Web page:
Also, you can say take it to the courts slow, as I heard someone say – but I know given the choice through accepting terrible boundary crossing for months while negotiating an amicable divorce with my offender was LESS painful than a dragged out court battle over it for years for me. What have I done to the next person who walks into his life, though? How do I save that person without leaving him scarlet marked forever, no matter what he does to change?

        There needs to be a middle ground.

    • It’s shocking. SHOCKING, I tell you! Why, Garrison Keillor touching a woman’s bare back is so heinous, it makes the molesting of 14 year old girls look downright trivial. :-/

    • Ronald Avra says:

      The Writer’s Almanac was for me a particularly unique moment of relief each day. Perhaps, due to my age, the selections of poetry Keillor read frequently touched on some aspect of my life that was pressing me in the face. I’ve tried listen to other poets read their own work, and it seems as though Keillor’s delivery exceeded the ability of the others for fluidity and sensitivity of delivery. I don’t know how thoroughly Minnesota Public Radio, investigated the claims, but NPR has recently lost at least two male executives at the national level over workplace sexual harassment, and perhaps MPR decided to pre-emptively and radically address the issue.

      The other issue is that Keillor stated that he apologized and the woman accepted the apology. Unfortunately, whenever another individual is involved, apologizing may never adequately address the error. The other person may decide at some point that the amends were inadequate or to exercise the opportunity for vindictiveness. We will never achieve perfection in our relationships, but it is necessary to slow down, look, listen, and think. Actions cannot be retracted.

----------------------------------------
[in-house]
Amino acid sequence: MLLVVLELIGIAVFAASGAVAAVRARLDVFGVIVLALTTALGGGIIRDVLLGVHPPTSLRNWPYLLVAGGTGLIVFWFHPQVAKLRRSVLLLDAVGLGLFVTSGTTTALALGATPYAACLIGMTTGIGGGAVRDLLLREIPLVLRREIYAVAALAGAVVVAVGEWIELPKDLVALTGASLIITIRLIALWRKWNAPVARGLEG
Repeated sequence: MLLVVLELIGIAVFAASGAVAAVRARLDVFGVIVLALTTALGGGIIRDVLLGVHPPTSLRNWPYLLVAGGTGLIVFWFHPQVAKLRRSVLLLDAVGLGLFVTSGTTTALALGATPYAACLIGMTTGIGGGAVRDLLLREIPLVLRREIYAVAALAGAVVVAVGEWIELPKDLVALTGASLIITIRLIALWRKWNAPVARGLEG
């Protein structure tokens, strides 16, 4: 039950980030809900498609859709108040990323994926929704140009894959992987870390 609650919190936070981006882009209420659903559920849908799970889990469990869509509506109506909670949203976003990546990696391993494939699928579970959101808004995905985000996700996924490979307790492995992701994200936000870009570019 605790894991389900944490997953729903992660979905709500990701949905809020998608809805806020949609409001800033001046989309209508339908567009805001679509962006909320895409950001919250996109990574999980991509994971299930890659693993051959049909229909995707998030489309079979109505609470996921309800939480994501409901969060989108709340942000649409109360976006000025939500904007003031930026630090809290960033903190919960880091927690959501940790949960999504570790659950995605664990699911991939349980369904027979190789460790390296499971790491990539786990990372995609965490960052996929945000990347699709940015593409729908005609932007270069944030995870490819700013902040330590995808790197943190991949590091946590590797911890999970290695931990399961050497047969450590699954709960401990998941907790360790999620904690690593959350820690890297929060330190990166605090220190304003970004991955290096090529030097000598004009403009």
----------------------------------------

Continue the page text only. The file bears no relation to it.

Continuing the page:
• “The other issue is that Keillor stated that he apologized and the woman accepted the apology.”

        And you believe him?

        • Ronald Avra says:

          It is a matter of he said, she said. Unless he has a history of obvious offenses, it is basically impossible to make a clear call.

          • I have not heard enough in the media about the Keillor case to make even a provisional decision about who I would believe. There seems to be a paucity of details, insofar as I’ve seen.

            • Patriciamc says:

              Thank you Robert for speaking out on this issue. I’ve been relieved lately to see many men who are speaking out and siding with the women instead of saying, “but, but, but!” As for Keillor, I’m neutral. I’ve enjoyed his show in the past, but I wouldn’t be surprised if there’s more to this story. I also wonder when this is going to hit the seminaries. Every time a woman has broken a male stronghold, many men act badly, so it just stands to reason that there have been problems in seminaries.

              • One of the reasons that men who have witnessed sexual aggression in the workplace have not spoken out on this issue in the past is also one of the reasons women haven’t, indeed the victims haven’t: fear of retaliation. Even women who have acquired much power in the interim, like Gwyneth Paltrow and Angelina Jolie, have been afraid to step forward and testify to what they’ve experienced and witnessed; the same is true of average women and men who have either experienced or been witness to sexual harassment, and even assault.

                But the proverbial straw seems to have broken the camel’s back, and, to mix metaphors, the floodgates have poured forth witnesses’ and victims’ experiences in great rivers. It would be a shame if this moment, this “Me Too” movement, ended without some significant change occurring; this is an opportunity that may not come around again for a long time.

                • I suspect that there is a repeated pattern of this behavior by Keillor that can no longer be ignored. Not now.